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The City of Austin Is a Trailblazer in Bringing Public Health Services to the Community

Cloud service concept with man finger touching digital screen with cloud service application icons at abstract city background

The city of Austin's mission is to be a beacon of sustainability, social equity and economic opportunity.

The city of Austin's mission is to be a beacon of sustainability, social equity and economic opportunity. “We as a city have set up these blanket missions and different pillars to allow us to prioritize where we are going and what narrative we will adhere to ahead,” said Brian Morris, senior business system analyst at the city of Austin. “We have taken this to heart in every initiative that comes our way, always driving back to the pillars of our mission and allowing that to drive our next move.” Austin is a place where diversity and creativity are celebrated, where community needs and values are recognized, where leadership comes from its citizens, and where the necessities of life are affordable and accessible to all.

Austin's community pride comes with a determination to make the city's vision of Austin being the most livable city in the country not just a slogan, but a reality. This includes a commitment to serving everyone in the community, and particularly people who are historically underserved and who struggle to access resources.

As a city aiming to serve everybody, it helps to establish a primary objective. For Morris and team, that is public health, and as mentioned above, those that are historically underserved, whether that be economically or physically or have a lack of resources. "Our focus is on ensuring that we are taking care of the diverse needs within the community," affirmed Morris. "With a mission to offer health services, our team began objectifying how best we could do this. Which is where we met the cloud."
With a mission to offer health services, our team began objectifying how best we could do this. This is where we met the cloud.

This mission became even more critical when the COVID-19 pandemic hit. The city needed to mobilize quickly to offer pandemic health and information services in a way that would quickly make a community impact while collecting accompanying metrics that were appropriate and transparent. Considering all aspects of the population, Morris and team were able to ensure they were serving the community effectively and maximizing city resources.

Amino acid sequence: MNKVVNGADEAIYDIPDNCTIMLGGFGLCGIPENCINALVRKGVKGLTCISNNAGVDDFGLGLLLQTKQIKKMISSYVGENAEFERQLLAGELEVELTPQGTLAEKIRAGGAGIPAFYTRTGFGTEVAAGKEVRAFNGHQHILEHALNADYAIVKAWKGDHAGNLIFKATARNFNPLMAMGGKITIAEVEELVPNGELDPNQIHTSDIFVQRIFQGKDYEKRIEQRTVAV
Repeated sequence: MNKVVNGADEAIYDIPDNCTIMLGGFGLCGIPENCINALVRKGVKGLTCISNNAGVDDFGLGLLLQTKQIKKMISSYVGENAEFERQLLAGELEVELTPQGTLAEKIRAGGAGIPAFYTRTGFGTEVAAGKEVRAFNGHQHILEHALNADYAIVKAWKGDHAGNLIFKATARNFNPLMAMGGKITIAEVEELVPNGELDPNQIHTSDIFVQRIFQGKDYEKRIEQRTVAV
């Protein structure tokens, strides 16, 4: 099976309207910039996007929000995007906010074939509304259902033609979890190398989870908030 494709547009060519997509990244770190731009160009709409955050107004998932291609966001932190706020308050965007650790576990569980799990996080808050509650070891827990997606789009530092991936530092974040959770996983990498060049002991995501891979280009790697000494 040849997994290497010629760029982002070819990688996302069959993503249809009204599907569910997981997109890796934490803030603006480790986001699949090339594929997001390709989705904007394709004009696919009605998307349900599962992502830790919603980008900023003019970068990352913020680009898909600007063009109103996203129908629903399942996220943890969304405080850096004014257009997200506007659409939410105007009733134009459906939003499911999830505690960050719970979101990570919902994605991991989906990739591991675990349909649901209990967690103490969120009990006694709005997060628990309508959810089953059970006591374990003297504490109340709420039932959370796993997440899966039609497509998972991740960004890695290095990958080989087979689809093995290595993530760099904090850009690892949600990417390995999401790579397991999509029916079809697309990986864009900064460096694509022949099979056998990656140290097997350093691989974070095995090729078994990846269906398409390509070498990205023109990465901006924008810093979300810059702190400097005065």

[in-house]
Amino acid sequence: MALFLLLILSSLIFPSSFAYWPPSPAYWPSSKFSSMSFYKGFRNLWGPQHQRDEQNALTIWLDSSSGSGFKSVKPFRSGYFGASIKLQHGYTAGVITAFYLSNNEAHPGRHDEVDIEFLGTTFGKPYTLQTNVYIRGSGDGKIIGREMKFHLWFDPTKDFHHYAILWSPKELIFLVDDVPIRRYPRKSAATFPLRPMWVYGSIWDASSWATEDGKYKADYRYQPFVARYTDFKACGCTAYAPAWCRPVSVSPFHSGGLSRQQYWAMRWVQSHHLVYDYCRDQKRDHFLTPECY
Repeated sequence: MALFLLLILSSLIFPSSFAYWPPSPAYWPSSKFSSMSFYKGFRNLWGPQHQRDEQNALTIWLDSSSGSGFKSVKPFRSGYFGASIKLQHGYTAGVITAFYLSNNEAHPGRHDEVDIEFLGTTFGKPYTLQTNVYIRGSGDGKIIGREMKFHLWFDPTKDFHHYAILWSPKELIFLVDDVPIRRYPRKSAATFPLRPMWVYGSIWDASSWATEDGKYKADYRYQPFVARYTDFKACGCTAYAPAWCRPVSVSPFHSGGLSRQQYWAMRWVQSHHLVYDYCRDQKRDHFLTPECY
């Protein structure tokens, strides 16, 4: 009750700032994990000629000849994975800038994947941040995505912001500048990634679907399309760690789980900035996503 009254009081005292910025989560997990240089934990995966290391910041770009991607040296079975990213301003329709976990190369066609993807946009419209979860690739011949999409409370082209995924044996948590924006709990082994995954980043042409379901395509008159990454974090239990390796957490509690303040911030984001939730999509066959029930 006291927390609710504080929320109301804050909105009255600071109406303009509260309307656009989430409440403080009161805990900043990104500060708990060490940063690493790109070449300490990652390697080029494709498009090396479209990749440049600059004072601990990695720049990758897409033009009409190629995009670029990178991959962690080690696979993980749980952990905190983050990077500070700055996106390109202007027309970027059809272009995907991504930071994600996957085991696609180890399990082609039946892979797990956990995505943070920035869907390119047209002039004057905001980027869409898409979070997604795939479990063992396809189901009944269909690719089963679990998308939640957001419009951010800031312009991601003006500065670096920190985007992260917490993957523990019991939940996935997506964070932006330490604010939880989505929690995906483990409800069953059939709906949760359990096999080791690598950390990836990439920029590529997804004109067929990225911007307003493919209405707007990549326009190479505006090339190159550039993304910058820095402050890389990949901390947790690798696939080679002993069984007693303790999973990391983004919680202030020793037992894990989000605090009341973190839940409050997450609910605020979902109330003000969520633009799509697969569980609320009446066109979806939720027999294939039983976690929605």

A main pain point came in providing these services on a wide scale and as efficiently and quickly as possible — things like keeping people informed, getting people tested and then getting them vaccinated were all kept top of mind. But it was clear that the system they already had in place for contact tracing and case investigation simply wasn't built to handle the influx of cases they were currently facing or to be easily adapted.

What's more, the city quickly realized that their processes also weren't built to scale, even at a marginal increase, nor were they extendable to other services. On top of that, there were important data security requirements to consider. The HIPAA Privacy Rule requires appropriate safeguards are in place to protect the privacy of protected health information, like medical records and other individually identifiable health information, when certain health-care transactions are conducted electronically. But the city didn't have the infrastructure to manage this information in the way they needed to.

"We needed something that would work right away but that we could also scale for the future," said Morris.


Austin needed a system that was agile and interactive, able to support heavy traffic and manage services with more activity. "But," said Morris, "we didn't have an army of coders, so we needed something no-code, out-of-the-box-easy to implement."

The system simplified:

Power in compliance

Applying a two-pronged approach, the city built their system on Government Cloud Plus that, at its core, was designed to support the enormous logistical operation of getting people tested and vaccinated smoothly and efficiently. Powered by Salesforce Customer 360, the city used clicks, not code, to create a case management solution that could respond to an array of community needs while personalizing the customer service experience as individuals navigated the pandemic. Salesforce Shield was layered on to help the city stay compliant with applicable privacy and requirement laws to protect personal health information.